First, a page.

My advice to you is keep up to date with what is going in your real estate market.  Talk to real estate agents that work with investors.  Talk to title company representatives.  Attend local real estate investment club meetings.  Keep your finger on the pulse of the market you live in and remember there is never a wrong time to buy real estate, only a wrong way.


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Home is Where Your Family, and Stuff Are

The song sat at number one on the country music charts for four weeks.  Today, it remains on the charts at number six, a record this year for singles of this genre.  The lyrics, which begin, “I know they say you can’t go home again, I just had to come back one last time, Ma’am I know you don’t know me from Adam, but these handprints on the front steps are mine,” will bring a tear to your eye.  The House That Built Me, performed by Miranda Lambert and written by Tom Douglas and Allen Shamblin will conjure up the warmest memories in the hardest of souls. 

Last spring I had to move my daughters out of the only home they ever knew because we were broke.  We had gone through our savings and even cleaned out our retirement accounts in a vain attempt to stay in our house.  After the short sale was approved reality finally set in; our only affordable living option was a small rental home six miles to the east in a new school district.  It would be my oldest daughter’s third school in three years.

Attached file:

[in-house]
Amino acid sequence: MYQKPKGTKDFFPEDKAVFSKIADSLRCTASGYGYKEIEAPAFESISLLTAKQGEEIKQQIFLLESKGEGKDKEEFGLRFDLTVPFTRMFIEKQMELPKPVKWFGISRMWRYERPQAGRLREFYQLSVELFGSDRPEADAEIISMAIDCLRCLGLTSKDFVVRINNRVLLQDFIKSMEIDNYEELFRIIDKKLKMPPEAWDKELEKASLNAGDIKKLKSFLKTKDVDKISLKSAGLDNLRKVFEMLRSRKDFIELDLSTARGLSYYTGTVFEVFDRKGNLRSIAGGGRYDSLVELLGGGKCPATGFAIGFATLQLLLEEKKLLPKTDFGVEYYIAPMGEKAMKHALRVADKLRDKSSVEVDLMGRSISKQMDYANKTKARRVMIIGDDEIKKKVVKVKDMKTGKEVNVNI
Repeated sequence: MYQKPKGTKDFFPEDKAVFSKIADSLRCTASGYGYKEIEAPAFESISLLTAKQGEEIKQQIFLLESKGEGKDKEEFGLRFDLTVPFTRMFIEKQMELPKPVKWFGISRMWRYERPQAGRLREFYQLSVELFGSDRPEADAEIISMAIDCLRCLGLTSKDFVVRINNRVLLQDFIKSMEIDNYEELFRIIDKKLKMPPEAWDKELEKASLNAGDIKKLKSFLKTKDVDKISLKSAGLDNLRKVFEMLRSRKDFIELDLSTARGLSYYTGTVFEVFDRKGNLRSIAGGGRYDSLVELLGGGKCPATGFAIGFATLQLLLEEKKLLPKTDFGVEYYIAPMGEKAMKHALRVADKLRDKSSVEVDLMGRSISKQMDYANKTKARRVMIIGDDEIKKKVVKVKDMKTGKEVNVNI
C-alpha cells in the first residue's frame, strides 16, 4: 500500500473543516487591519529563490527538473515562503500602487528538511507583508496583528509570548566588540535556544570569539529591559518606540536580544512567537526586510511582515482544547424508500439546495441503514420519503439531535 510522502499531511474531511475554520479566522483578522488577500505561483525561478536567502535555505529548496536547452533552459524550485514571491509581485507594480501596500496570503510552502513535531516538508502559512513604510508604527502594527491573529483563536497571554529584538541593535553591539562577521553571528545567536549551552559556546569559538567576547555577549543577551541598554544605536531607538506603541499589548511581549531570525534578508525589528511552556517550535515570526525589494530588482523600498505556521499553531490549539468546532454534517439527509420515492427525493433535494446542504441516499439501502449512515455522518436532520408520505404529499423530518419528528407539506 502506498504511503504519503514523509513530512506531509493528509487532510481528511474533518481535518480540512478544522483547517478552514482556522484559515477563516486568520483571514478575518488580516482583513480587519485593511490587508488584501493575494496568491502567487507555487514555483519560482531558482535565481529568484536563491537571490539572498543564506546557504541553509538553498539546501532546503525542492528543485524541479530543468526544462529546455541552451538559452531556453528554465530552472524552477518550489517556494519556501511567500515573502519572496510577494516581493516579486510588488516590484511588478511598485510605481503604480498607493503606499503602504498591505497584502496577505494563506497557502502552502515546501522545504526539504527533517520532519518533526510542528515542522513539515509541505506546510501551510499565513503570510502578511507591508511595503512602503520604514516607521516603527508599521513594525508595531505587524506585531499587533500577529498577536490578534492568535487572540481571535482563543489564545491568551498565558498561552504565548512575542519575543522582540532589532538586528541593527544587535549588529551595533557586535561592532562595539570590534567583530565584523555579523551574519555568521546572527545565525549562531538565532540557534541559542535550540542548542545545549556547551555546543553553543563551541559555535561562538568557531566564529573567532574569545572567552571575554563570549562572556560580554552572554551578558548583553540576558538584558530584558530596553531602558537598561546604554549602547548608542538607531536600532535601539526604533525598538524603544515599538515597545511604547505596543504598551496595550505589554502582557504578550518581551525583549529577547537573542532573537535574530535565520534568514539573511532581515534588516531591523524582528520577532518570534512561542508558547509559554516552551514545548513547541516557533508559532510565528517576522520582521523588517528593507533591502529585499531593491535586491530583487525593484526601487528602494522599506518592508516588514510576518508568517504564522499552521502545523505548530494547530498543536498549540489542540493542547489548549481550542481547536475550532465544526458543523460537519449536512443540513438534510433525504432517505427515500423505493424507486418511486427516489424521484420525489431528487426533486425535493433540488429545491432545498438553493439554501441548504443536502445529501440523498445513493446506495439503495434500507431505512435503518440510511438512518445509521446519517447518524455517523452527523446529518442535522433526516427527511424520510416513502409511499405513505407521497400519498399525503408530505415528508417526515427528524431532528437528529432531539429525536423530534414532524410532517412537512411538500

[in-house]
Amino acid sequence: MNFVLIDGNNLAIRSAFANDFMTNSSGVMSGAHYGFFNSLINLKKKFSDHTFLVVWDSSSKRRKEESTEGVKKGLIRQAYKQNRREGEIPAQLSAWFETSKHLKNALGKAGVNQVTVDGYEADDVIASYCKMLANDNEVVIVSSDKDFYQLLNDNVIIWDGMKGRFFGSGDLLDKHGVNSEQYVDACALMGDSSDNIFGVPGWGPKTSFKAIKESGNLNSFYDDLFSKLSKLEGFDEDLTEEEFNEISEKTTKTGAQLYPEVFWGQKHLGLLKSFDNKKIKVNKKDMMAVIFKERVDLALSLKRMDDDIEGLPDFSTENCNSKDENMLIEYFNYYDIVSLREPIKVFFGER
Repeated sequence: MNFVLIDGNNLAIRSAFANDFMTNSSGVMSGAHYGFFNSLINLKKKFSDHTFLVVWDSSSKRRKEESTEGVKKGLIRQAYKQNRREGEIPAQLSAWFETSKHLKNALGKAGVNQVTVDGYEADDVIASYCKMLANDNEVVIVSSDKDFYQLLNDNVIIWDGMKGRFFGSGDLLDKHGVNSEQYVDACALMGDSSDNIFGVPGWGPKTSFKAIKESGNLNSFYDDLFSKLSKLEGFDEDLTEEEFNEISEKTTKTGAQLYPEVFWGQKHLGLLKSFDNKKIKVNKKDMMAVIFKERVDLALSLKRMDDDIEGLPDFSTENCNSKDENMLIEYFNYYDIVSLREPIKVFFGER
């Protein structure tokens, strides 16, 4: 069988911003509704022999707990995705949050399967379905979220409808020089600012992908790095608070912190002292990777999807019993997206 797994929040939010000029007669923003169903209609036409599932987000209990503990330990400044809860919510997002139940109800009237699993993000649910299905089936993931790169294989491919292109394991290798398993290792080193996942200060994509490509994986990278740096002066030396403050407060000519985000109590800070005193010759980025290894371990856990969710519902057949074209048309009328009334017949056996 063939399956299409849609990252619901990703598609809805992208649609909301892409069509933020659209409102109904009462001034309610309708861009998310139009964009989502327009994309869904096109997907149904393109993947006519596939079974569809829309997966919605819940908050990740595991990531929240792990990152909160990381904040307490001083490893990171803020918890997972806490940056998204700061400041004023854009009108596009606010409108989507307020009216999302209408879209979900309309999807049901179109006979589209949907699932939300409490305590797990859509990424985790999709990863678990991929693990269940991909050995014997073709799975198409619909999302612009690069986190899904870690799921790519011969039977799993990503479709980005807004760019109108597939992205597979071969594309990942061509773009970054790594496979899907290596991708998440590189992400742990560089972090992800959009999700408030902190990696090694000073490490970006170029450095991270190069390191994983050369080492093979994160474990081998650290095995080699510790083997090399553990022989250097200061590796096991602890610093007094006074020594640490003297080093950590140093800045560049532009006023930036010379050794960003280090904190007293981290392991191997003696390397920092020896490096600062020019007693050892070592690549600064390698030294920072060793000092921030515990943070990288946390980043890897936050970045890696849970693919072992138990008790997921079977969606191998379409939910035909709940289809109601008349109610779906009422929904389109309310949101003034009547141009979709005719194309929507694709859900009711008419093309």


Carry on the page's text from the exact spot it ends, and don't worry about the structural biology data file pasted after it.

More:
As we unpacked the boxes and got settled in I came to the realization that home is not a place, it is a state of mind.  Home is where your family and stuff are.  The memories are portable.  My wife, daughters and I quickly adjusted because the people inside the four walls, the pictures, the blankets, toys, furniture, books, dishes, and treadmill (I should have left that at the old house) were all the same.

We miss certain things about our old house.  With temperatures peaking at 112 degrees this past week the pool tops the list.  The park within walking distance is another.  But, these are features.  Our new neighborhood has features too that my girls love, like the tunnel we ride our bikes underneath on the way to the nearby park.

If you are clinging to a home you can’t afford (the payment is too high, you are upside down, or both) because you have an emotional attachment, it is time to let go.  Your child may have handprints on the front steps and their favorite dog buried in the yard.  Maybe they learned to walk in the living room or ride a bike in the driveway.  The good news is you can bring these memories with you, along with the Time magazine collection and treadmill that weighs 900 lbs.

Most importantly, you will no longer be burdened financially and can avoid becoming the subject of the next big country hit I plan to write called The House that Broke Me.


Filed under Homeownership